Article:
A Taste of Home: Cultural Representation in Tufts Dining

Anevay Ybáñez, a first-year at Tufts, was born and raised on the border of South Texas and Mexico. She’s used to dishes piled with Fideo (a soup eaten when it’s cold outside), heavily spiced chicken and rice, and the sound of clinking bottles of Mexican Coke around the dinner table. “Food is a massive part of our being,” Ybáñez described. “It’s everything.” In the absence of these familiar meals, Ybáñez felt disoriented when she arrived at Tufts. “Because I grew up with people who are like me,” Ybáñez stated, “I’ve never had to experience that sort of ostracization, ethnically, and socially… I haven’t had any Mexican food since I’ve been [at Tufts], so I miss it a lot.” Ybáñez’s yearn for familiar food is not only emotional, but physical as well. After a week of dining hall food, Ybáñez began to experience intense stomach pain. Her body wasn’t used to the new ingredients she was eating, or the absence of old ones.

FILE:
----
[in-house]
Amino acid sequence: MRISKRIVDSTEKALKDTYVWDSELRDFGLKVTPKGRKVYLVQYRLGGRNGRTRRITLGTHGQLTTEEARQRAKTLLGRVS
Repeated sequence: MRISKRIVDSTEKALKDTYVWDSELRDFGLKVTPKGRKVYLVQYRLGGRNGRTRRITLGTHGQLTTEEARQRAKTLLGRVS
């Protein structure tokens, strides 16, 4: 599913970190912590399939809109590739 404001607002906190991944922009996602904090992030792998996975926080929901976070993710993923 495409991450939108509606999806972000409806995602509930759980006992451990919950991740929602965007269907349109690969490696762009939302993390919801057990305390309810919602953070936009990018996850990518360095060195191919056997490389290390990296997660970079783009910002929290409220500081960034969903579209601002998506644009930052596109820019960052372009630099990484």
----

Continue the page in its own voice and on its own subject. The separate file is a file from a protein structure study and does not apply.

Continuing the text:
Faced with an unfamiliar environment in college, many students crave the feeling of home. Some students may hang their home country’s flag above their bed, join clubs brimming with people who understand their culture, or seek comfort in familiar routines and rituals they practiced in their childhood. However, students like Ybáñez feel that one of the most central aspects of one’s upbringing cannot be replicated: food. Around the world, food is a key expression of care. Home cooked meals, childhood staples, old recipes, and food-focused events are woven into the fabric of identity, strongly associated with familial love and the feeling of security. Without this comfort, Ybáñez feels that she is missing an integral part of her culture, expressing, “there’s a certain part of me that’s left untouched when I come [to Tufts].”